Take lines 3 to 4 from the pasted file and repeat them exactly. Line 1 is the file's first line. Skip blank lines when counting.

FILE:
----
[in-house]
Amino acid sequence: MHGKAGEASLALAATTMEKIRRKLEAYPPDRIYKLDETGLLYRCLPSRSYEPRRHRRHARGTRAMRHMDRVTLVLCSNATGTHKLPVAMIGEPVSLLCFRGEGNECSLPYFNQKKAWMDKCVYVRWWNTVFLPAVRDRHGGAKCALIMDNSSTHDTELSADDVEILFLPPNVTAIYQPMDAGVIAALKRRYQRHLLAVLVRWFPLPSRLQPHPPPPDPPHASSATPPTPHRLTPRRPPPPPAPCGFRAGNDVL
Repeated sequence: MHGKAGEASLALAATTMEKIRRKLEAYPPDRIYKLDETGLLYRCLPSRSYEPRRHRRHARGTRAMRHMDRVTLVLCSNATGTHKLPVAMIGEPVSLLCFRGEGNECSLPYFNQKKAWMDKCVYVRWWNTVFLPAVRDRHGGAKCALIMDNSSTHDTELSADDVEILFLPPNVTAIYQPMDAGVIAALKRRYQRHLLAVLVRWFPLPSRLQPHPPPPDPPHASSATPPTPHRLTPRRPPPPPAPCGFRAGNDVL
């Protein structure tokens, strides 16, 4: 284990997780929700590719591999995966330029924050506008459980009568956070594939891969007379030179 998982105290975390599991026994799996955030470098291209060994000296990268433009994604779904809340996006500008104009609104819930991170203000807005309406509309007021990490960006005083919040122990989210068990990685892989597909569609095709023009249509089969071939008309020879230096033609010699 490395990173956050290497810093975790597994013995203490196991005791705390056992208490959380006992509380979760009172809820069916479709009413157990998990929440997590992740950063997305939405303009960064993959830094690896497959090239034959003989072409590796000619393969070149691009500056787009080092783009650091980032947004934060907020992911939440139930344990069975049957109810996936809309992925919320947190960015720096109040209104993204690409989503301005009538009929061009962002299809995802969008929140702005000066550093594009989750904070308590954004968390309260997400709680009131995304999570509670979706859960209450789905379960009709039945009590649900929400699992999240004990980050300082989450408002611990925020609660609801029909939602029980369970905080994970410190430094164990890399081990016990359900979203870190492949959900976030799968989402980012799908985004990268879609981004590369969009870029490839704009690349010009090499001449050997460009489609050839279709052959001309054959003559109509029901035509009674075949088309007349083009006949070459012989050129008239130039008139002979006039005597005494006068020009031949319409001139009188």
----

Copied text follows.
Repeated sequence: MHGKAGEASLALAATTMEKIRRKLEAYPPDRIYKLDETGLLYRCLPSRSYEPRRHRRHARGTRAMRHMDRVTLVLCSNATGTHKLPVAMIGEPVSLLCFRGEGNECSLPYFNQKKAWMDKCVYVRWWNTVFLPAVRDRHGGAKCALIMDNSSTHDTELSADDVEILFLPPNVTAIYQPMDAGVIAALKRRYQRHLLAVLVRWFPLPSRLQPHPPPPDPPHASSATPPTPHRLTPRRPPPPPAPCGFRAGNDVL
């Protein structure tokens, strides 16, 4: 284990997780929700590719591999995966330029924050506008459980009568956070594939891969007379030179 998982105290975390599991026994799996955030470098291209060994000296990268433009994604779904809340996006500008104009609104819930991170203000807005309406509309007021990490960006005083919040122990989210068990990685892989597909569609095709023009249509089969071939008309020879230096033609010699 490395990173956050290497810093975790597994013995203490196991005791705390056992208490959380006992509380979760009172809820069916479709009413157990998990929440997590992740950063997305939405303009960064993959830094690896497959090239034959003989072409590796000619393969070149691009500056787009080092783009650091980032947004934060907020992911939440139930344990069975049957109810996936809309992925919320947190960015720096109040209104993204690409989503301005009538009929061009962002299809995802969008929140702005000066550093594009989750904070308590954004968390309260997400709680009131995304999570509670979706859960209450789905379960009709039945009590649900929400699992999240004990980050300082989450408002611990925020609660609801029909939602029980369970905080994970410190430094164990890399081990016990359900979203870190492949959900976030799968989402980012799908985004990268879609981004590369969009870029490839704009690349010009090499001449050997460009489609050839279709052959001309054959003559109509029901035509009674075949088309007349083009006949070459012989050129008239130039008139002979006039005597005494006068020009031949319409001139009188």